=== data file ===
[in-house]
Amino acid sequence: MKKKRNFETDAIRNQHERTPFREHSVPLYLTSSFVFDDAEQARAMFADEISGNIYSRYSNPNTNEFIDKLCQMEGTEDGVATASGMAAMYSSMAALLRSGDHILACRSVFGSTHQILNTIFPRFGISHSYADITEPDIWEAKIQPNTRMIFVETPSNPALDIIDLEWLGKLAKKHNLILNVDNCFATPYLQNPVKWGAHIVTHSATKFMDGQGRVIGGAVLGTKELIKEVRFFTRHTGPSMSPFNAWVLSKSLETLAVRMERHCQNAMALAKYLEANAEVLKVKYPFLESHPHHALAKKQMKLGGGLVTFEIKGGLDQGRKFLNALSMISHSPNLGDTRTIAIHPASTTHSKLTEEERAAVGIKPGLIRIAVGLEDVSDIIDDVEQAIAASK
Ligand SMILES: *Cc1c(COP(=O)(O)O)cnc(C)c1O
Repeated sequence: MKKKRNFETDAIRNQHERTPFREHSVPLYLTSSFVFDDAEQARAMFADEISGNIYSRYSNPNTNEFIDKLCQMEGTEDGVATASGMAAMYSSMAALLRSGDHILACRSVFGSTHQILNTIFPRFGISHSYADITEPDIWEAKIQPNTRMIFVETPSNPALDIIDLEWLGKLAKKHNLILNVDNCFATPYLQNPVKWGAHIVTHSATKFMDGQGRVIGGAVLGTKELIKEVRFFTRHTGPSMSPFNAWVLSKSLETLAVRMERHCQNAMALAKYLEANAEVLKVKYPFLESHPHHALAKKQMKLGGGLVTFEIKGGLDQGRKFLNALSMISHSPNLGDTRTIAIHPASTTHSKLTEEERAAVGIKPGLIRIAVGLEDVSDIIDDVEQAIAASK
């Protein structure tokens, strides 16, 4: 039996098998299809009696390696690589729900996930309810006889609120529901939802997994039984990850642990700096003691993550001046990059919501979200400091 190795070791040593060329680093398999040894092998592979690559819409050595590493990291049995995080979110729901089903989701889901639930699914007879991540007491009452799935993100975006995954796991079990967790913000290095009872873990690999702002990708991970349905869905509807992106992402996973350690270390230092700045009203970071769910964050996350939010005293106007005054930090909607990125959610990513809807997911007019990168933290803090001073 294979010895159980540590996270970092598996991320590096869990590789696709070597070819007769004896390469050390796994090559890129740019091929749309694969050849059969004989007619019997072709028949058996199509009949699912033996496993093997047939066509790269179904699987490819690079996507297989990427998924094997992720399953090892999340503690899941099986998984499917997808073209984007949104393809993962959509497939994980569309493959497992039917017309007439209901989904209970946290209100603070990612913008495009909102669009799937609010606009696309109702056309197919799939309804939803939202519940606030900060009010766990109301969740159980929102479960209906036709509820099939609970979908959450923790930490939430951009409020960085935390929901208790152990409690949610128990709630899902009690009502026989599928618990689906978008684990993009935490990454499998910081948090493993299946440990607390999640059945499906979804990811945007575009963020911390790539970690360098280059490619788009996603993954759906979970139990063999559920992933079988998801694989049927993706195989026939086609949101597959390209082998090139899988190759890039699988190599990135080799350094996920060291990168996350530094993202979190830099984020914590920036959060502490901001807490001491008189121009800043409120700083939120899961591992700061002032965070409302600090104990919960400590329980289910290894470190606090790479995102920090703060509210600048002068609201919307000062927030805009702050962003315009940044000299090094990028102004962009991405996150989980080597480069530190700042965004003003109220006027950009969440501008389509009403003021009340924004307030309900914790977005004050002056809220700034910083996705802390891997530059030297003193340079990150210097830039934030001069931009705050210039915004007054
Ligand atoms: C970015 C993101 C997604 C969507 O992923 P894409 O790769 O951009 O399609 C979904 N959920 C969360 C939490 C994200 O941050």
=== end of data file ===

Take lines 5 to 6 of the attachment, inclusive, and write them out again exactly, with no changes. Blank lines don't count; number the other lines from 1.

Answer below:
């Protein structure tokens, strides 16, 4: 039996098998299809009696390696690589729900996930309810006889609120529901939802997994039984990850642990700096003691993550001046990059919501979200400091 190795070791040593060329680093398999040894092998592979690559819409050595590493990291049995995080979110729901089903989701889901639930699914007879991540007491009452799935993100975006995954796991079990967790913000290095009872873990690999702002990708991970349905869905509807992106992402996973350690270390230092700045009203970071769910964050996350939010005293106007005054930090909607990125959610990513809807997911007019990168933290803090001073 294979010895159980540590996270970092598996991320590096869990590789696709070597070819007769004896390469050390796994090559890129740019091929749309694969050849059969004989007619019997072709028949058996199509009949699912033996496993093997047939066509790269179904699987490819690079996507297989990427998924094997992720399953090892999340503690899941099986998984499917997808073209984007949104393809993962959509497939994980569309493959497992039917017309007439209901989904209970946290209100603070990612913008495009909102669009799937609010606009696309109702056309197919799939309804939803939202519940606030900060009010766990109301969740159980929102479960209906036709509820099939609970979908959450923790930490939430951009409020960085935390929901208790152990409690949610128990709630899902009690009502026989599928618990689906978008684990993009935490990454499998910081948090493993299946440990607390999640059945499906979804990811945007575009963020911390790539970690360098280059490619788009996603993954759906979970139990063999559920992933079988998801694989049927993706195989026939086609949101597959390209082998090139899988190759890039699988190599990135080799350094996920060291990168996350530094993202979190830099984020914590920036959060502490901001807490001491008189121009800043409120700083939120899961591992700061002032965070409302600090104990919960400590329980289910290894470190606090790479995102920090703060509210600048002068609201919307000062927030805009702050962003315009940044000299090094990028102004962009991405996150989980080597480069530190700042965004003003109220006027950009969440501008389509009403003021009340924004307030309900914790977005004050002056809220700034910083996705802390891997530059030297003193340079990150210097830039934030001069931009705050210039915004007054
Ligand atoms: C970015 C993101 C997604 C969507 O992923 P894409 O790769 O951009 O399609 C979904 N959920 C969360 C939490 C994200 O941050």